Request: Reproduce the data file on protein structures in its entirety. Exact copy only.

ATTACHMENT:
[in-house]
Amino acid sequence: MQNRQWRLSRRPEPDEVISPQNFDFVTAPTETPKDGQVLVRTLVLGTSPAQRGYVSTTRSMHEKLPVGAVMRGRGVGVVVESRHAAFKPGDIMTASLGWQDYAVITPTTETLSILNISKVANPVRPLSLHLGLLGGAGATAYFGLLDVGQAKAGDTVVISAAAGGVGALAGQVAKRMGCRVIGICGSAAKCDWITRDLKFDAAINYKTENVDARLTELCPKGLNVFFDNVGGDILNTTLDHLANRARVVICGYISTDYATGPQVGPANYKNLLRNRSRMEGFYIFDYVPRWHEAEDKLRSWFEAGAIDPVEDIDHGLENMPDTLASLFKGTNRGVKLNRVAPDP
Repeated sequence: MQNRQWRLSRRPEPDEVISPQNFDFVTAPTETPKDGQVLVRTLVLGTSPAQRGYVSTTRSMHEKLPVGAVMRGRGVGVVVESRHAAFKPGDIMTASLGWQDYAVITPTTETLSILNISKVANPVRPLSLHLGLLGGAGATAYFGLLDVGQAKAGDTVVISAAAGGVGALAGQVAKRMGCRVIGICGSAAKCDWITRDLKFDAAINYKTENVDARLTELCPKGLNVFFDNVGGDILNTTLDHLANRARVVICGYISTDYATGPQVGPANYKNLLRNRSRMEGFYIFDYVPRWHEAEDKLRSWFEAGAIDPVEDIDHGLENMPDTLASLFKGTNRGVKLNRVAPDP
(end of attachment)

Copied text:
[in-house]
Amino acid sequence: MQNRQWRLSRRPEPDEVISPQNFDFVTAPTETPKDGQVLVRTLVLGTSPAQRGYVSTTRSMHEKLPVGAVMRGRGVGVVVESRHAAFKPGDIMTASLGWQDYAVITPTTETLSILNISKVANPVRPLSLHLGLLGGAGATAYFGLLDVGQAKAGDTVVISAAAGGVGALAGQVAKRMGCRVIGICGSAAKCDWITRDLKFDAAINYKTENVDARLTELCPKGLNVFFDNVGGDILNTTLDHLANRARVVICGYISTDYATGPQVGPANYKNLLRNRSRMEGFYIFDYVPRWHEAEDKLRSWFEAGAIDPVEDIDHGLENMPDTLASLFKGTNRGVKLNRVAPDP
Repeated sequence: MQNRQWRLSRRPEPDEVISPQNFDFVTAPTETPKDGQVLVRTLVLGTSPAQRGYVSTTRSMHEKLPVGAVMRGRGVGVVVESRHAAFKPGDIMTASLGWQDYAVITPTTETLSILNISKVANPVRPLSLHLGLLGGAGATAYFGLLDVGQAKAGDTVVISAAAGGVGALAGQVAKRMGCRVIGICGSAAKCDWITRDLKFDAAINYKTENVDARLTELCPKGLNVFFDNVGGDILNTTLDHLANRARVVICGYISTDYATGPQVGPANYKNLLRNRSRMEGFYIFDYVPRWHEAEDKLRSWFEAGAIDPVEDIDHGLENMPDTLASLFKGTNRGVKLNRVAPDP